I am so at home in Dublin, more than any other city, that I feel it has always been familiar to me. It took me years to see through its soft charm to its bitter prickly kernel - which I quite like too.

Home Issue 89, May 2017

Issue 89, May 2017

I made a posy.

The young George grew up surrounded by intellectuals and artists who would have a profound influence on his work, not least John Donne, a regular visitor to his mother’s salon, and a lifelong friend of hers. At Westminster School, he would also briefly meet Lancelot Andrewes, the famous linguist and one of the translators of the King James Bible. (This review essay from the drb archive was originally published in April 2014)

Love and Other Questions

Francesco Petrarcha bequeathed to the Renaissance a particular way of writing about love. Shakespeare’s Romeo is just one of his disciples. But love was not the only string to Petrarch’s bow; he was also an archaeologist, classical scholar and respected moral philosopher. (This essay from the drb archive was originally published in April 2016.)

Crossing the Boundaries

A feature of recent Irish-language periodical history has been the appearance of quality literary journals in which academic research is presented side by side with examples of creative writing and works of cultural and political analysis and commentary.


In a new novel by Conor O’Callaghan, which is reminiscent of Clare Louise Bennett’s experimental ‘Pond’, it’s as if the narrator – and the reader over his shoulder – is looking through a spyhole, gleaning fragments as told by the girl, and having to jigsaw the story together.

The Call of the Fields

Francis Ledwidge was a poet who went to war, but he did not become a war poet in the normal sense. Mostly he adhered to his natural terrain – rapture before nature – and the fixities of home in what he wrote in surroundings of horrendous conflict, remaining content to imaginatively ‘walk the old frequented ways’ of his memories of his native Co Meath.

Genesis to Apocalypse

In a new short collection, the young Bolivian writer Liliana Colanzi touches on themes of domestic oppression and the cultural extinction of indigenous peoples in stories that offer an extraordinary density of ideas, transmitted in shape-shifting and affecting prose.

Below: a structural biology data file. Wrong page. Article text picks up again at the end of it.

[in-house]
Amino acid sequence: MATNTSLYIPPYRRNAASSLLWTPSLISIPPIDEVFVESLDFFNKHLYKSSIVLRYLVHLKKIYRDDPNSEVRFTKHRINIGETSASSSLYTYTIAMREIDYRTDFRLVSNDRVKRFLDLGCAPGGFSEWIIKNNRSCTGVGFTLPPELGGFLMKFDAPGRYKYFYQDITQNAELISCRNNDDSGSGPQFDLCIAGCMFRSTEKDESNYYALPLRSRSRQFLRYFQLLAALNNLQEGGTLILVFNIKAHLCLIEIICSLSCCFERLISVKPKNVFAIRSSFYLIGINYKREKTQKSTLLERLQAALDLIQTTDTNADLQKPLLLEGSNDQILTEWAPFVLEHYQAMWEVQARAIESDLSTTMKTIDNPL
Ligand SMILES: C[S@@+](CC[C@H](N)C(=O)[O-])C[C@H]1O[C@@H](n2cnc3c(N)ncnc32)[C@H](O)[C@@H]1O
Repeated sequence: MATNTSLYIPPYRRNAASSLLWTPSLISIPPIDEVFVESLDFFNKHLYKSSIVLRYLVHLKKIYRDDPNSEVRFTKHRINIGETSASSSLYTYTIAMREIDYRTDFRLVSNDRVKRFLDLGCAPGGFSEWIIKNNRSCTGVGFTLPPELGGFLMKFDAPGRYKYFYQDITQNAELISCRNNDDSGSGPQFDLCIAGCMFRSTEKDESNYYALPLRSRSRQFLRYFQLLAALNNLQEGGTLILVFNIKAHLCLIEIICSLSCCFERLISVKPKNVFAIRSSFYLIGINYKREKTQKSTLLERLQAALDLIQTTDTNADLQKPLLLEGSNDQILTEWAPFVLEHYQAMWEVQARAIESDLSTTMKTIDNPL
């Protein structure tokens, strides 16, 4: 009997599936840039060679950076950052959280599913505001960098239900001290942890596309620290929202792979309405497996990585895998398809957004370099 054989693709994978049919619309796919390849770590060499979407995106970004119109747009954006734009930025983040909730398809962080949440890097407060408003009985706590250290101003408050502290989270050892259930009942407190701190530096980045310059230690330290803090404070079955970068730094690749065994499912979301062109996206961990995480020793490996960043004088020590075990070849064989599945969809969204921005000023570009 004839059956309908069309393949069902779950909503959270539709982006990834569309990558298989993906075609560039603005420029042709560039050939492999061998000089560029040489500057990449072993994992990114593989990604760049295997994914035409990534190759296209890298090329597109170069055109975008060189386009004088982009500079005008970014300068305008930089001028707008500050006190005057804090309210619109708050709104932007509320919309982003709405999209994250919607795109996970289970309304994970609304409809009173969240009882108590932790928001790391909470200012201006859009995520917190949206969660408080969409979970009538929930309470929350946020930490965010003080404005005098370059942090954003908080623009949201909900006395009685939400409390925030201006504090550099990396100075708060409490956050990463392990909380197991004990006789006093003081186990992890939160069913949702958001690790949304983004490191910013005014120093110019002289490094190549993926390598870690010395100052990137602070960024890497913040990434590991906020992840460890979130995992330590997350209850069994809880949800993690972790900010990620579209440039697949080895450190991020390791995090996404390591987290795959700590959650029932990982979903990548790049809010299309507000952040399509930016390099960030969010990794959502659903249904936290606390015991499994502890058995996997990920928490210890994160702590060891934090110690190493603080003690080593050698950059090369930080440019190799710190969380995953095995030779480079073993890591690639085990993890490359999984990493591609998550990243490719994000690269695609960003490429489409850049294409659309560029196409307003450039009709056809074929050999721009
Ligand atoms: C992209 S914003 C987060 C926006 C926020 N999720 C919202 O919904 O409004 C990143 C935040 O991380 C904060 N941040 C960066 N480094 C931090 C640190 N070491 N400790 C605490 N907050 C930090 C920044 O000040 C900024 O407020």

The Forgotten Frontier

A border can be a bridge on which to meet, wrote Claudio Magris, or it can be a barrier of rejection. Both Dublin and Belfast have tended to try to forget the people who live around Ireland’s border, but this looking the other way may not be sustainable for much longer.

Subaltern Songs

A new collection of Cork songs assembled by Jimmy Crowley achieves a model standard in the genre – setting the work in its place, establishing the relevant voices and according the lyrics their historical period and purpose, adding value for singer, listener – and even reader – alike.

Making History in Ireland

Studying and writing history within the academy is an iterative process that admits of progress, regression and deviation but at its best it is a truth-seeking quest, and one without end. The fruits of inquiry are always subject to revision, at least outside of totalitarian and theocratic societies.

The Fish and the Water

A study of the IRA’s relations with the people during the War of Independence reveals that while there was sometimes intimidation, its level can easily be exaggerated. Nor should one forget that the greater intimidation of the population came from the Crown forces.